After last week’s festival, M. launched into a mini-rant about Pagans’ fondness for some form of re-created archaic dress. For instance, the priest at the solstice sunrise ritual was attired in sort of Dark Ages style: loose trousers gathered at the ankle, loose-fitting shirt, cloak, and sword and spear. How is that more Pagan than jeans and sneakers?
It’s not just us though. Recently I drove past a Protestant church in the small town where we get our mail, and they had set up tents and two-dimensional plywood camels, and people were lounging around in their own form of ancient Judaean costume. I assume it was some sort of Vacation Bible School event.
M., however, objects to the glorification of the Middle Ages, which she sees as repressive in almost all regards. It’s true that since the 1970s, when I first encountered the Craft, there has been an unfortunate bleed-through from the Society for Creative Anachronism, which glorifies the Middle Ages and Renaissance as somehow more vital and creative than Now. Of course, the SCA still enjoys plumbing and electricity; and everyone gets to be an aristocrat, or aspires to be. Even that is fine with me–the bad part is when SCA status influences status in the Pagan community. One is a baroness in the SCA; therefore, one’s fellow Pagans should treat one with more regard. I have seen this phenomenon more than once.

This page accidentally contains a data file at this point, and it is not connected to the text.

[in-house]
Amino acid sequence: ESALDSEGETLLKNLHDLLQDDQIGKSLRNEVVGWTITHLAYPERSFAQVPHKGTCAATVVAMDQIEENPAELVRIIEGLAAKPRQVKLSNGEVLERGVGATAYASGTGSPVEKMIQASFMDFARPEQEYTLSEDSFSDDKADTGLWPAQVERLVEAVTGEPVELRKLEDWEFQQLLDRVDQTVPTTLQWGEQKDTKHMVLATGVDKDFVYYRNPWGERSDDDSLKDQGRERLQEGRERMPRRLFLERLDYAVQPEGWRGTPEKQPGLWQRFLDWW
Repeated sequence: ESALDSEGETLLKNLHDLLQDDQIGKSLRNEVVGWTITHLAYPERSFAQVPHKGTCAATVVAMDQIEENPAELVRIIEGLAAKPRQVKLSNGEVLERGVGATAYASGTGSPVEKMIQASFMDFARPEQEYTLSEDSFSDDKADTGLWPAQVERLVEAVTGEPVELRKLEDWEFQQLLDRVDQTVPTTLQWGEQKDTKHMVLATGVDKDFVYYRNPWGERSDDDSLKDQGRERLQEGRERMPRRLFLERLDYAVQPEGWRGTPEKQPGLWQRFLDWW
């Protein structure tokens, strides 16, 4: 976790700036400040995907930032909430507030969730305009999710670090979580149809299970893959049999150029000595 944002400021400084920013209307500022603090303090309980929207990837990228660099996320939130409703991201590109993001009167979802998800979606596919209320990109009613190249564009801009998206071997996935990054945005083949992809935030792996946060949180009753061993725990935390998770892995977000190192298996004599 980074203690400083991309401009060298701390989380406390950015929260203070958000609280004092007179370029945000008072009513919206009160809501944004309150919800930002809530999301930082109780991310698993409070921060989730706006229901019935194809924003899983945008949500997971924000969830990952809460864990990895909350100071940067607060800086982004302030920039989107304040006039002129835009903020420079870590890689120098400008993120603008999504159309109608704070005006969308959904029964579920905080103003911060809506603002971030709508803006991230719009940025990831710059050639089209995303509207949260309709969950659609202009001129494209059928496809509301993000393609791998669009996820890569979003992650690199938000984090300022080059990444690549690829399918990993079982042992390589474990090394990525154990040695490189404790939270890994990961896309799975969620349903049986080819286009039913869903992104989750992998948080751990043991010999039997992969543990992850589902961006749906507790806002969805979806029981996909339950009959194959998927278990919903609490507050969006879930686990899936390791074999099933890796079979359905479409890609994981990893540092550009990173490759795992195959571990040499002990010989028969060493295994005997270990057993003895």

Homo religiosus, the religious person, seems to hold the past in higher regard than the present. The older the text or teaching, the more authoritative it is. Past practice, even if impractible today, has a normative effect–it tells us what we might do. For example, where would the contemporary Heathen practice of seiðr be without that one passage from the Elder Edda about the volva with her catskin gloves? How could I be working on my flying ointment paper without the 14th-century story of Lady Alice Kytler, who beat the rap but let her maid be executed–thus demonstrating the true aristocratic temperment, as opposed to the SCA variety.